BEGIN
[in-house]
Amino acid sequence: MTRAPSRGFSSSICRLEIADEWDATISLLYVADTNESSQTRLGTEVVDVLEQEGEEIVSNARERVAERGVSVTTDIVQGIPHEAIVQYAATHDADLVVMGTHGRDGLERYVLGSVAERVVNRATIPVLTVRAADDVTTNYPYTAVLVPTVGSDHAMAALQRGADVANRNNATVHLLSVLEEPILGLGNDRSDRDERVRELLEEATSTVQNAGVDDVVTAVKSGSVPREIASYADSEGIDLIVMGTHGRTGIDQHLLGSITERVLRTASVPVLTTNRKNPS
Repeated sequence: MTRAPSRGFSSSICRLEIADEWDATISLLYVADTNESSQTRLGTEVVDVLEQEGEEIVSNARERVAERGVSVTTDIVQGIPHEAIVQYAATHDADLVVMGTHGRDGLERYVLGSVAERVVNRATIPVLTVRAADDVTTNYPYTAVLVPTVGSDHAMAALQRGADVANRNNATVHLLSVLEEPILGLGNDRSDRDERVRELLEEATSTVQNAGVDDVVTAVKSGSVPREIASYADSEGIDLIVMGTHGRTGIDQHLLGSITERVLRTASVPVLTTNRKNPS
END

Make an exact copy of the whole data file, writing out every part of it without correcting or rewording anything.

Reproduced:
[in-house]
Amino acid sequence: MTRAPSRGFSSSICRLEIADEWDATISLLYVADTNESSQTRLGTEVVDVLEQEGEEIVSNARERVAERGVSVTTDIVQGIPHEAIVQYAATHDADLVVMGTHGRDGLERYVLGSVAERVVNRATIPVLTVRAADDVTTNYPYTAVLVPTVGSDHAMAALQRGADVANRNNATVHLLSVLEEPILGLGNDRSDRDERVRELLEEATSTVQNAGVDDVVTAVKSGSVPREIASYADSEGIDLIVMGTHGRTGIDQHLLGSITERVLRTASVPVLTTNRKNPS
Repeated sequence: MTRAPSRGFSSSICRLEIADEWDATISLLYVADTNESSQTRLGTEVVDVLEQEGEEIVSNARERVAERGVSVTTDIVQGIPHEAIVQYAATHDADLVVMGTHGRDGLERYVLGSVAERVVNRATIPVLTVRAADDVTTNYPYTAVLVPTVGSDHAMAALQRGADVANRNNATVHLLSVLEEPILGLGNDRSDRDERVRELLEEATSTVQNAGVDDVVTAVKSGSVPREIASYADSEGIDLIVMGTHGRTGIDQHLLGSITERVLRTASVPVLTTNRKNPS